Knowledge Droppings, Our Glorious National Heritage

How did knowledge drop in Early America? Part III

Now a Regular Feature, Apparently


Some more evidence on how public documents generated by the nascent Federal State were spread around the new nation like so much fertile manure.

Exhibit A & A’

In August 1845, the State Department sent out a circular to the Presidents of “Colleges, Lyceums &c” informing them that “a box containing one set (17 volumes) of the Documents of the 1st session of the 28th Congress, and one volume of Nicolet’s Report, has been forwarded from this Department for you.”

Appended to the circular was a list of recipient institutions, by state. In New York, Union College, Hamilton College, Geneva College, Columbia College, and the New York Historical Society received copies; in Georgia, the University of Georgia and Georgia Historical Society garnered the same.

This pattern was repeated in each state; colleges and historical societies — and no other kind of institution, not even circulating libraries — got the goods.

A similar circular went out to “the Governors of all the States and Territories.” (The clerk did not feel the need to list all of these).

Exhibit B

In March 1843, when Anthony Halsey, corresponding secretary of the New York Mercantile Library Association, wrote to Daniel Webster, the Secretary of State, to ask the Department for “copies of Congressional Reports and other public documents for the past year,” Webster informed him that because “the distribution of the Congressional documents sent to this Department” was “regulated by law,” it was “not in my power to furnish the Mercantile Library Association with a Set.”

In explaining the reason for his request, Halsey noted that the MLA’s usual providers — congressmen — had neglected to donate these materials of late.

In Sum

It would appear that in the early 1840s, at least, “public” libraries were those held by colleges, historical societies, and state governments. There was a formal law (or laws) regulating free distribution of Congressional documents, etc. Libraries run by earnest and well-connected self-improvement types did not meet the standard set by this law.

More soon?

Previously: Part I, Part II


For circulars, roll 33, M40: Domestic Letters of the Department of State, 1784-1906, RG 59 (Washington: NARA, 1949);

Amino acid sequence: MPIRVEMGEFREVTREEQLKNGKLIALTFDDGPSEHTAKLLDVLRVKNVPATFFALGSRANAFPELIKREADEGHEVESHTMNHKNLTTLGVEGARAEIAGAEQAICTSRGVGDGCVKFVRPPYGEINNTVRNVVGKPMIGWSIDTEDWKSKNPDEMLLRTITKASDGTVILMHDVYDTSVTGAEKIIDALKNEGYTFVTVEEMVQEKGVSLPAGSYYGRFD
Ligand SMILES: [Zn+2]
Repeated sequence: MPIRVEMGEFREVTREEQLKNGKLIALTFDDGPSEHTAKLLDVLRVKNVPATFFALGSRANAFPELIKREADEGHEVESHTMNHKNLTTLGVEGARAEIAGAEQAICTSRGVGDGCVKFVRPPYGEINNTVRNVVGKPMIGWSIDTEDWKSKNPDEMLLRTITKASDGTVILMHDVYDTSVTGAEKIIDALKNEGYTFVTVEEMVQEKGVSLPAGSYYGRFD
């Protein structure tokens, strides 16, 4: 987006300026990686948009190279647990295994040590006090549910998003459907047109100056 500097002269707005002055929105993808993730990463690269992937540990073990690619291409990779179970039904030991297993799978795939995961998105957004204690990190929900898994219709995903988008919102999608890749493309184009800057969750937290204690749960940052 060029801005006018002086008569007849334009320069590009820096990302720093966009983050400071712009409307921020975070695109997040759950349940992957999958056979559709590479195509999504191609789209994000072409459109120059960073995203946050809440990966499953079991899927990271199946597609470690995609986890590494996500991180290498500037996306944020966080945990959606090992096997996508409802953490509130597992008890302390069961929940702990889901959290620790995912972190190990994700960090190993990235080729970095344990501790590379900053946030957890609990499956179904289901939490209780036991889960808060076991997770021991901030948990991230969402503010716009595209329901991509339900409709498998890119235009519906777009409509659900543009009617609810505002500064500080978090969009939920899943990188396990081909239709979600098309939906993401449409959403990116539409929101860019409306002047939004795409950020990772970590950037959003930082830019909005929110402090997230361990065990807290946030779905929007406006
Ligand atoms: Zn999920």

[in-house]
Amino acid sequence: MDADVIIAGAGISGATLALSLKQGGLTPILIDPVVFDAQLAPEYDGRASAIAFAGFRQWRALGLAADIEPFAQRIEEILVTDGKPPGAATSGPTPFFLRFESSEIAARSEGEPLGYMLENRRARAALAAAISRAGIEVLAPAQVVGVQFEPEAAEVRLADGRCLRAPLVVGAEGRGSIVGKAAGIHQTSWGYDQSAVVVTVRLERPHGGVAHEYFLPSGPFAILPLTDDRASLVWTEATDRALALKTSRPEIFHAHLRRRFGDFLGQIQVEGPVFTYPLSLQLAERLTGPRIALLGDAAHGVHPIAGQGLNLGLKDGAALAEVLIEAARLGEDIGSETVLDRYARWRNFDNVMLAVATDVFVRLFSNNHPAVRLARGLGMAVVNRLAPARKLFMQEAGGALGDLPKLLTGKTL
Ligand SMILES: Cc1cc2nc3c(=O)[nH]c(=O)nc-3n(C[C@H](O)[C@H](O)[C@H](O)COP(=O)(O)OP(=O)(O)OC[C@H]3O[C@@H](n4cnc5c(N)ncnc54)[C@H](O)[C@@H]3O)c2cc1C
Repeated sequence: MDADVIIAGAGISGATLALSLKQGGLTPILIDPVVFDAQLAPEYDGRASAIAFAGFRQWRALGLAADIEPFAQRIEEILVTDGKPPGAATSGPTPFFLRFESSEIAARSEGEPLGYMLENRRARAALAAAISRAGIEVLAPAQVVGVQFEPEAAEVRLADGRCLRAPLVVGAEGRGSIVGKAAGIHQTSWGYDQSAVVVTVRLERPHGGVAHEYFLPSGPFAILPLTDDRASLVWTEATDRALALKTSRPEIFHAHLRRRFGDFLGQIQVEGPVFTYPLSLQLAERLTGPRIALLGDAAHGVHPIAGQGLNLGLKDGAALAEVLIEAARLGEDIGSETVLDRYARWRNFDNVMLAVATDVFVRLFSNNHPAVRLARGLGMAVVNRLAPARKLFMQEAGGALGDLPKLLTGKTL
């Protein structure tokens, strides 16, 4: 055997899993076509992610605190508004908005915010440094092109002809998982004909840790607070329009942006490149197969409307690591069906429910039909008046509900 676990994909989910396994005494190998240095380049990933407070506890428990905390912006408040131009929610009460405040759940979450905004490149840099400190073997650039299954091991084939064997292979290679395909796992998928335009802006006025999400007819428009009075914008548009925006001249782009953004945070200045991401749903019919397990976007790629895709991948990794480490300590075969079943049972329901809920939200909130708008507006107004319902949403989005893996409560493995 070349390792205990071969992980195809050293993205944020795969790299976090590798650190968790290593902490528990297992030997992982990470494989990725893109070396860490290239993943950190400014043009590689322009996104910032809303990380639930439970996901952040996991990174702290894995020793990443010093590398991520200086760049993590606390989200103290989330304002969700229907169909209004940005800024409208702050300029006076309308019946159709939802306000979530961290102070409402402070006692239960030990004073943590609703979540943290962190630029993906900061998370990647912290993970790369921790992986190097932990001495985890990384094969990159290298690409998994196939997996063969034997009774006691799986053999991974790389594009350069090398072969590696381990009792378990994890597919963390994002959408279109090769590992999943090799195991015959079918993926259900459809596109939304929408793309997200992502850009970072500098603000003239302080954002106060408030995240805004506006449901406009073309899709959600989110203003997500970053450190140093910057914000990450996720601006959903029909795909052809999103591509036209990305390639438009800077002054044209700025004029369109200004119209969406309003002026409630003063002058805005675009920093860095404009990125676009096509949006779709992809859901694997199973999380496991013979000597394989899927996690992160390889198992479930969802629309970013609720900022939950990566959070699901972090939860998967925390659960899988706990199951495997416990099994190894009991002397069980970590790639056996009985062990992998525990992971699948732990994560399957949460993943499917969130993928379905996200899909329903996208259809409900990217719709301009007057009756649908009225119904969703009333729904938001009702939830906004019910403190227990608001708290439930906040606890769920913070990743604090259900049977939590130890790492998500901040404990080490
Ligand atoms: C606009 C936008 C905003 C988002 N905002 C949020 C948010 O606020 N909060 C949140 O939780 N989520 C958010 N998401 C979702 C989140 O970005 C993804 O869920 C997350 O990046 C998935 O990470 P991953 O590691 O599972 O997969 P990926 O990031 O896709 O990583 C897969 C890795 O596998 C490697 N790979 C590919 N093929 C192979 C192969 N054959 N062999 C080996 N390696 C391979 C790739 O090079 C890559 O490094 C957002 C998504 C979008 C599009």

On the mercantile library, roll 31, ibid. and roll 101, M179: Miscellaneous Letters of the Department of State, 1789-1906, RG 59 (Washington: NARA, 1963),/a>

Image cite: Walter Parenteau, “Sorted White Paper Pile,” Flicker, CC License

Knowledge Droppings, Our Glorious National Heritage

How did knowledge drop in Early America? Part II

Because I know you were dying to find this out


Further reading in Cushing’s papers gives us some info at least approaching an answer to this query:

Dear Sir

I take an early opportunity to write to you on the subject of the Historical Society, agreeably to your obliging request. It was incorporated by the Legislature of this State, in the year 1809, when Clinton, Tompkins, Brockholst, Livingston, Bishop Moore, & other eminent men of that day, were among its active members. Its corporate name is, “The New York Historical Society.”

The Congressional Journals & Documents are regularly sent to the Society, but there are other publications to which we may be entitled – such as – the American State Papers, Diplomatic Correspondence, Gale & Seaton’s Debates, the Madison Papers, the Catalogue of the Library of Congress & of the State Department, &c.

I need not add, that should it be in your power to procure for our Library copies of any of these or other works published by Congress, you will confer a great obligation upon the Society.

The Library now contains about 12000 volumes, chiefly books of great value in connexion to the history of our country. Since my accession to the laborious office of Librarian, now nearly two years, more than a thousand volumes have been added, of which a great part have been donations; and it is my ambition to render it the most complete collection of books relating to America to be found in our country. …